Flashback Malware Puts Apple in Security Spotlight: Experts Weigh InNow, as the dust settles on what is considered to be the largest Mac malware threat to date, experts have started pointing fingers at Apple as being partially to blame for the scope of the Flashback malware infection. They argue that if Apple were more transparent about security issues--and if it had promptly released a Flashback fix--the extent of the damage could have been smaller. Also contributing to the magnitude of the infections is a boost in the number of Mac OS users, they say.
"When the installed base [of an OS] is 10 percent or less, the bad guys don't care," says Peter James, spokesperson for Mac antivirus and security product vendor Intego. The bigger the user base, the more attractive the target, he says. Web analytics firm NetMarketShare.com estimates that the Mac installed base has jumped to 13 percent in the United States, and research firm Gartner says that Apple has become the fastest-growing U.S. computer maker--overtaking Acer and Toshiba--over the past year.
Apple's Image of Invulnerability--Gone
Perhaps surprisingly, James and other security experts say that Apple needs to look to Microsoft when it comes to handling OS security breaches. For years Apple has mocked Microsoft for its track record in dealing with Windows malware, viruses, and weekly patches. Now the tables have turned, says Larry Ponemon of the Ponemon Institute.
Flashback Malware Puts Apple in Security Spotlight: Experts Weigh InPonemon and others say the Flashback Trojan horse is the final nail in the coffin for Apple's stellar security image. He says that although Microsoft juggles a much larger number of threats, it does a better job of warning customers and delivering fixes.
We have heard dire "Macpocalypse" warnings before. Last year Apple's sterling security image was tarnished with the advent of the Mac Defender malware program. Before that, in 2006, the focus was on the Leap.A virus, the first ever virus for Mac OS X. (For a great short history of Apple Mac malware, check out NakedSecurity.com's timeline from 1982 to 2010.) But this time, security experts insist, Apple's security bragging rights are gone for good.
Mac Security Experts: Full Disclosure
It's worth noting that Mac security software sales jumped as Flashback infections began to dominate tech headlines. That fact has prompted many vocal critics to point out that it's in the self-interest of Mac antivirus companies to be critical of Apple's security measures.
But a brief timeline of Flashback, security experts say, illustrates their point. The underlying Java vulnerability that Flashback exploited was publicly known, and patched by Oracle, in February. On April 3, Apple released a Java security bulletin pointing to the Oracle patch, and declined to disclose, discuss, or confirm the infections. On Tuesday, Apple acknowledged the existence of Flashback and said that it was developing software to detect and remove the malware. On Thursday, it released the Flashback malware removal tool.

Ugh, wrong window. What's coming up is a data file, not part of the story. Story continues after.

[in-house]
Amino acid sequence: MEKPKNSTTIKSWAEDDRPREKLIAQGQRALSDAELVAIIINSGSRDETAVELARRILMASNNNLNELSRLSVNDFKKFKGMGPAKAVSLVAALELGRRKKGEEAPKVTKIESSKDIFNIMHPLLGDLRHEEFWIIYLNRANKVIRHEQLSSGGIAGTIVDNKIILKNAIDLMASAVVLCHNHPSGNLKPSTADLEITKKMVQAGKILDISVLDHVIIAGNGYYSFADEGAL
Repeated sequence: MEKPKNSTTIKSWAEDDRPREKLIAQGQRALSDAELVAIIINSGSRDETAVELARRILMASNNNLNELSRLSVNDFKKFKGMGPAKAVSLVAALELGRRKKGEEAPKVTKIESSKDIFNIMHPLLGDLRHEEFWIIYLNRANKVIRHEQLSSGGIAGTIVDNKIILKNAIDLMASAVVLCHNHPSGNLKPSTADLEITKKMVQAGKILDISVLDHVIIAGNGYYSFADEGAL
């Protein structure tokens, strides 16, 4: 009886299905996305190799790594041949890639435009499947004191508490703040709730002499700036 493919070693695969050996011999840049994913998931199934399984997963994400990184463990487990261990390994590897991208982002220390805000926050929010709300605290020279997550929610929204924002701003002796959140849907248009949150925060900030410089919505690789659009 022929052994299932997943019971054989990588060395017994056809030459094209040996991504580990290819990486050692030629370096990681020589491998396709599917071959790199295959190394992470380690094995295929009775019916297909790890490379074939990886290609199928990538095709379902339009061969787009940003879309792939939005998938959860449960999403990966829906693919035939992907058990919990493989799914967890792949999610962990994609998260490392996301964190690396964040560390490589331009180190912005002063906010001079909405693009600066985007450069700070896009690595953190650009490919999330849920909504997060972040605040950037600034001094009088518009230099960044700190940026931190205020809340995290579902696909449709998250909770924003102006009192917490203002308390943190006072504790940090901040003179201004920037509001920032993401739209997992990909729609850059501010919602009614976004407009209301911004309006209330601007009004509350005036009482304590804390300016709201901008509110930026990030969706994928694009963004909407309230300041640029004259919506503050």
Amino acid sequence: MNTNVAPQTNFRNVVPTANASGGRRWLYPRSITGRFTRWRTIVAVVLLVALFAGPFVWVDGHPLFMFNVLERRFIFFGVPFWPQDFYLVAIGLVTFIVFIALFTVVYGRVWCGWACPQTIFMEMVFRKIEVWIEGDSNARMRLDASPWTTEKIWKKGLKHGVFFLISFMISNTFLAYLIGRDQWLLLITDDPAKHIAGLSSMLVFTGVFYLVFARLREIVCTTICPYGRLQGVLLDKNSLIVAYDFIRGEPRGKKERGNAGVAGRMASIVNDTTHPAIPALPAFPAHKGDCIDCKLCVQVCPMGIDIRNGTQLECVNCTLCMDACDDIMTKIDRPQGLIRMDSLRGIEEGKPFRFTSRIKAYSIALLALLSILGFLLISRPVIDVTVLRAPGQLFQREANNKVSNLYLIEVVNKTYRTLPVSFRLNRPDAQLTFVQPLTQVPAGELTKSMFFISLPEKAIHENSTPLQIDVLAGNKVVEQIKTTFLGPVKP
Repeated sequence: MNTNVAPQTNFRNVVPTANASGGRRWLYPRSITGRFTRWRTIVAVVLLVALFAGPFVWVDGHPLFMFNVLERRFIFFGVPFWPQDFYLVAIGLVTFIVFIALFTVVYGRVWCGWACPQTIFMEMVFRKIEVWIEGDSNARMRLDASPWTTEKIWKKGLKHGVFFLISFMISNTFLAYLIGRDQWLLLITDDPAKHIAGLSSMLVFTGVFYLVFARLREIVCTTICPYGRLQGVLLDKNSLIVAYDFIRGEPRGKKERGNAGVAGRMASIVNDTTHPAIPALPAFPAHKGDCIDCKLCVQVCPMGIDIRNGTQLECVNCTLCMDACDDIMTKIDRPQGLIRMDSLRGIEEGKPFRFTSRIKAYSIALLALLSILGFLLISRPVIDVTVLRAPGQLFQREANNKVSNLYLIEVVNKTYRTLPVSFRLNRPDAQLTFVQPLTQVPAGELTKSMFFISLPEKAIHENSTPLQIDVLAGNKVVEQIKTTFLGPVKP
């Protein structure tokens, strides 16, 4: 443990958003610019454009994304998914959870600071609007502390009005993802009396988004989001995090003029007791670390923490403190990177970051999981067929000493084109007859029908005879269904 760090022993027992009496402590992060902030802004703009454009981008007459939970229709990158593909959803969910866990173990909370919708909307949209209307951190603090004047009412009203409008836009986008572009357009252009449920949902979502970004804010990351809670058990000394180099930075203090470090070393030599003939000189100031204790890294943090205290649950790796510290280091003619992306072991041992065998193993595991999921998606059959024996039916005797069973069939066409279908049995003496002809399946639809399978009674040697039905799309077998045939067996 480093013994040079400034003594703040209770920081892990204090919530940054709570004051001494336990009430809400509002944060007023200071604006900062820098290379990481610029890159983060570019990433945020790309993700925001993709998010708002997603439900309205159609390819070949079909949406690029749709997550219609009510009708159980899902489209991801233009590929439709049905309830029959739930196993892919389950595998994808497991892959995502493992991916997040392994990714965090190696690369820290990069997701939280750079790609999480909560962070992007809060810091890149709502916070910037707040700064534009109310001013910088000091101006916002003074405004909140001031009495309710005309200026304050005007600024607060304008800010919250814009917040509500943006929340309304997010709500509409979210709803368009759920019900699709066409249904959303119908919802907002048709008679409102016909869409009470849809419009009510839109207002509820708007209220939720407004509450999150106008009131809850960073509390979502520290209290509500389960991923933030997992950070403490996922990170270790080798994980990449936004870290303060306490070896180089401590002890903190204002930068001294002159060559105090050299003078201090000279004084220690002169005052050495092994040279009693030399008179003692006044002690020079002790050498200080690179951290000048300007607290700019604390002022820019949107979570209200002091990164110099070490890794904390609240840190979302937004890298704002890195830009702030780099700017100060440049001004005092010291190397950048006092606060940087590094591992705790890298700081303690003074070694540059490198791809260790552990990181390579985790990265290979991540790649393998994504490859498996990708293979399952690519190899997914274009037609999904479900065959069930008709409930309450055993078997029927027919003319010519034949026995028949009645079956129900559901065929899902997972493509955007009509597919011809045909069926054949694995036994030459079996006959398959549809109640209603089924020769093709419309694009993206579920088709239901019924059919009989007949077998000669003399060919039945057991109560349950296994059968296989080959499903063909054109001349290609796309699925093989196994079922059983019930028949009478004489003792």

What Apple Can Learn From Microsoft Security
First off, there is no disputing that Microsoft, having the dominant OS, faces far more security threats than Apple does. You can argue all day about how secure Apple's flavor of BSD Unix is versus Microsoft's Windows, but the difference is Microsoft's transparency. As PCWorld's sibling publication Macworld puts it: Apple has a good security record, but "it still has some work to do in terms of its reputation for security."
Flashback Malware Puts Apple in Security Spotlight: Experts Weigh InMac OS users unfamiliar with Windows may be surprised to learn that Microsoft regularly schedules the rollout of security fixes on Patch Tuesday, the second Tuesday of each month. But for IT managers and consumers, knowing what's at risk and when a fix will be available is vital for minimizing exposure to threats. Microsoft also issues critical patches as they become available for exploits.
The system is not perfect; coupled with Windows Update, however, it offers a first line of defense against malware, exploits, and viruses.
Mac OS also automatically checks for software updates every week, and you can change that setting for more-frequent updates. But it's Apple's legendary wall of silence and foot-dragging on deploying fixes that have placed it in security experts' crosshairs.
"When problems and vulnerabilities exist, Microsoft provides information quickly," Ponemon says. Microsoft, he notes, has been good at communicating, sometimes to the point of being annoying. "Apple hasn't done as much to communicate with its users," he says.